In response to objections to the regulation, DMAHS outlined the underlying reasons justifying the limitation on reimbursement as follows:
The final rate is struck at the time of rate setting, and is based on a cost report which is prepared by the LTCF [Long Term Care Facility]. The information entered on the cost report is based on financial data that is uniquely within the control of the LTCF. Therefore, the Division believes that it is the responsibility of the LTCF to correctly and accurately report the data. In addition, if the LTCF objects to the rate that is struck, they may invoke the appeals process contained in N.J.A.C. 10:63-3.20.
The purposes of the subsequent audit, which is required by federal regulations (42 CFR 447.253(d)), is to assure the facility has not received an overpayment
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in excess of the amount authorized under law. [16 N.J.R. 3436 (December 17, 1984).]
A principal goal of prospective rate-setting is cost containment. It is intended to promote efficiency in the operation of LTCFs. See Birnbaum, et al., Public Pricing of Nursing Home Care. The facility is forced to stay within the predetermined rate or absorb any cost overruns. An additional advantage is that it permits the state agency to budget its funds more effectively rather than waiting until the year end and then adjusting rates retrospectively. Although the prospective methodology has been criticized as putting the squeeze on LTCFs and possibly causing facilities to cut services or withdraw from the Medicaid program because of unreasonably low rates, the adoption of some form of prospective payment system has been noted as "the most pervasive state change in nursing home reimbursement." U.S. Department of Health and Human Services, State Initiatives in Long-Term Care: Report of a Survey of 32 States (August 1984). Another study shows that 39 states now use prospective rate-setting for the reimbursement of intermediate care under the Medicaid program. Buchanan & Minor, Legal Aspects of Health Care Reimbursement (1985).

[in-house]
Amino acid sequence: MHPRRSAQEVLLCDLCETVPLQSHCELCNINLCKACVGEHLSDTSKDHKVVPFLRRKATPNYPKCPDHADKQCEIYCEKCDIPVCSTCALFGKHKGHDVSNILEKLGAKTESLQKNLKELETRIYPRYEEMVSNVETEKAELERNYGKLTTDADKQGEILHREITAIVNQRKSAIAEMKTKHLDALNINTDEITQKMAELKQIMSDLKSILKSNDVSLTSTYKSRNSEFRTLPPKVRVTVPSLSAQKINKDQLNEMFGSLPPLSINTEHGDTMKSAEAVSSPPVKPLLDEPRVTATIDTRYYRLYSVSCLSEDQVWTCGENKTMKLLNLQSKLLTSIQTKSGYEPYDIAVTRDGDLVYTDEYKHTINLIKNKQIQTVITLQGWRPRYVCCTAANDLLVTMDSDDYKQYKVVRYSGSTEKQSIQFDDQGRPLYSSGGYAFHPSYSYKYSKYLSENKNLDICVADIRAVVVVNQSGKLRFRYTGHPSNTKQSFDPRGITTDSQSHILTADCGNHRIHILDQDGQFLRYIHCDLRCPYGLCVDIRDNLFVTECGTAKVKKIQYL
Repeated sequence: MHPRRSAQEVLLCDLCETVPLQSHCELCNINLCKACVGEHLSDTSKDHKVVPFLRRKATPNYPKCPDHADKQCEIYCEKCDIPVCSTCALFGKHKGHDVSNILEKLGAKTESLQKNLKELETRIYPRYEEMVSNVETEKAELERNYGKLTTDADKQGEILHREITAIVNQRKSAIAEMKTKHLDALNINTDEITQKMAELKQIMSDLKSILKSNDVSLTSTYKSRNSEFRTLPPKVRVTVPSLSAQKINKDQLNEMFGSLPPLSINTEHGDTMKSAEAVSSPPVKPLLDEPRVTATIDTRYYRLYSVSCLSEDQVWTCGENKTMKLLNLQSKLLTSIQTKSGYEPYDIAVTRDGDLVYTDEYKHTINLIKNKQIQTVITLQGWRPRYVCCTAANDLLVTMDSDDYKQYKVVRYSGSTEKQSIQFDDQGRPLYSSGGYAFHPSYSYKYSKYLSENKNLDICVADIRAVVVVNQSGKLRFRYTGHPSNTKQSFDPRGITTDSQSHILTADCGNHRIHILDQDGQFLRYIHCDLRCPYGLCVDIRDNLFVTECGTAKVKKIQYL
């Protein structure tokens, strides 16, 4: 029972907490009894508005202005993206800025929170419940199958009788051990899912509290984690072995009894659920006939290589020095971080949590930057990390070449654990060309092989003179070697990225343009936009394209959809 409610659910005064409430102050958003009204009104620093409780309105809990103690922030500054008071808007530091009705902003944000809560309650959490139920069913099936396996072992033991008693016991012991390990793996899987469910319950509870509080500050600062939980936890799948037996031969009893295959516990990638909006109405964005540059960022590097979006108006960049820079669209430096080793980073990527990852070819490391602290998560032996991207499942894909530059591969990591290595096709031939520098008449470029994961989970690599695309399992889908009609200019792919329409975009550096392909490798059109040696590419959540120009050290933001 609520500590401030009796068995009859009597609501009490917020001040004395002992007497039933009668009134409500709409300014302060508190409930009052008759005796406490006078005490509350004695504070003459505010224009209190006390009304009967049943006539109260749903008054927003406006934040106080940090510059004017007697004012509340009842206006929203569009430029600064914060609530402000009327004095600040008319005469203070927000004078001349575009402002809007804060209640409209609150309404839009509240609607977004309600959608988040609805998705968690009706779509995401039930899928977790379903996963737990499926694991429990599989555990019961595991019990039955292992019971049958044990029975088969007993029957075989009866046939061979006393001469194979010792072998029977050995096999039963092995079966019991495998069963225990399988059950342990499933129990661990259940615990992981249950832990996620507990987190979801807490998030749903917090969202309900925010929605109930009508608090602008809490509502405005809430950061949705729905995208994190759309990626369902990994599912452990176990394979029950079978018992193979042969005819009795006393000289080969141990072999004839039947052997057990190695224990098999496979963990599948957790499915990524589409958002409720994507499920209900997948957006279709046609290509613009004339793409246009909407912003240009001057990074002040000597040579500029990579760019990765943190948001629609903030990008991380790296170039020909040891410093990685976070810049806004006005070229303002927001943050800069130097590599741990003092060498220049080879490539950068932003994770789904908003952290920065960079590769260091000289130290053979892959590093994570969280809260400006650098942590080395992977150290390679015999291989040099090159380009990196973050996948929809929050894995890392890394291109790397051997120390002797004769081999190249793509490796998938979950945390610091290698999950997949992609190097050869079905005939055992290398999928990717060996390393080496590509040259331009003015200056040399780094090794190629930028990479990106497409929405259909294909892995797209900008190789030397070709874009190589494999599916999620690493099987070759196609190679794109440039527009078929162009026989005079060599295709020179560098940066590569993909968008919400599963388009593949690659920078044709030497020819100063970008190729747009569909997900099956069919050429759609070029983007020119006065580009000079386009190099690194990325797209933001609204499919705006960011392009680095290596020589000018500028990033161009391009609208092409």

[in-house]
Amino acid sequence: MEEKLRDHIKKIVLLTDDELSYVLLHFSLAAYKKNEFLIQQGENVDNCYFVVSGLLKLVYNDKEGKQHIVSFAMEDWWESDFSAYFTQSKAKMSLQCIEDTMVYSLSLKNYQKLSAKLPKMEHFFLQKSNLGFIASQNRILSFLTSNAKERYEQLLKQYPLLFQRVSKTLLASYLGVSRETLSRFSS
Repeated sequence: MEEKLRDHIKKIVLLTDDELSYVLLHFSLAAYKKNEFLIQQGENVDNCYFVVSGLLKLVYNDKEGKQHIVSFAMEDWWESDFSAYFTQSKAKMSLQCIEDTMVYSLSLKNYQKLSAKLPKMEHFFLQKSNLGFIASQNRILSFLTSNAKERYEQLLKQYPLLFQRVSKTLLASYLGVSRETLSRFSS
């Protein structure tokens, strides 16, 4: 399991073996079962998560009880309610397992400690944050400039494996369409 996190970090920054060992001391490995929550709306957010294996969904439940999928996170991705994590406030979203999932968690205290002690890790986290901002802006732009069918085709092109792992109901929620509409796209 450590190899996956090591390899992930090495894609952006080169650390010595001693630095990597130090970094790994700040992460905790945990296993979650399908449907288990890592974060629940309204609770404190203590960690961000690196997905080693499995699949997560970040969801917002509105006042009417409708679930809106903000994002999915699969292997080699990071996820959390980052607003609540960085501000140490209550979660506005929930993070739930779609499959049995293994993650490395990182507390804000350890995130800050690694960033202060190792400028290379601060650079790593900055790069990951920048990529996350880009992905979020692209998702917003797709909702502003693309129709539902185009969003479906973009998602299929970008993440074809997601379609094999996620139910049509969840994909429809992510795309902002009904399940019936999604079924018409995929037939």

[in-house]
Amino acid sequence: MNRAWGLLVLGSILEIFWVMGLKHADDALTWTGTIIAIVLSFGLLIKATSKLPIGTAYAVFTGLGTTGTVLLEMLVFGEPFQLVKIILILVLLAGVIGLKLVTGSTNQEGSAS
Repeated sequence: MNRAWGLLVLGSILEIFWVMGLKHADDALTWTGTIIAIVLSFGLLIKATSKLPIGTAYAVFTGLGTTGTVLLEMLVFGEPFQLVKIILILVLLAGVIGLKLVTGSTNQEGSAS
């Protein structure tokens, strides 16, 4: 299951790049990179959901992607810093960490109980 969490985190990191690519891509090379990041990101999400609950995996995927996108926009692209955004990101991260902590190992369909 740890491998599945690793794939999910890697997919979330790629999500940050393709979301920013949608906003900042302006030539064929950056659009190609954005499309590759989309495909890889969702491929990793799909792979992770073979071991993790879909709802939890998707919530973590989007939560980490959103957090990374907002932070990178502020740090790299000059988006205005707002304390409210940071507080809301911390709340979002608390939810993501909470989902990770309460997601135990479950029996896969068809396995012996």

In support of its claim that the regulation is ultra vires, appellant initially argues that N.J.S.A. 30:4D-7.m requires the retroactive adjustment of rates for LTCFs. That provision, in pertinent part, authorizes the commissioner
[t]o pay or credit to a provider any net amount found by final audit as defined by regulation to be owing to the provider. Such payment, if it is not made within 45 days of the final audit, shall include interest on the amount due at the maximum legal rate in effect on the date the payment became due, except that such interest shall not be paid on any obligation for the period preceding September 15, 1976. This subsection shall not apply until Federal financial participation is available for such interest payments.
While this statute contemplates retrospective payments to health care facilities, it does not require them. The statute uses the term "authorized and empowered," not "required," an indication that the Legislature intended such payments to be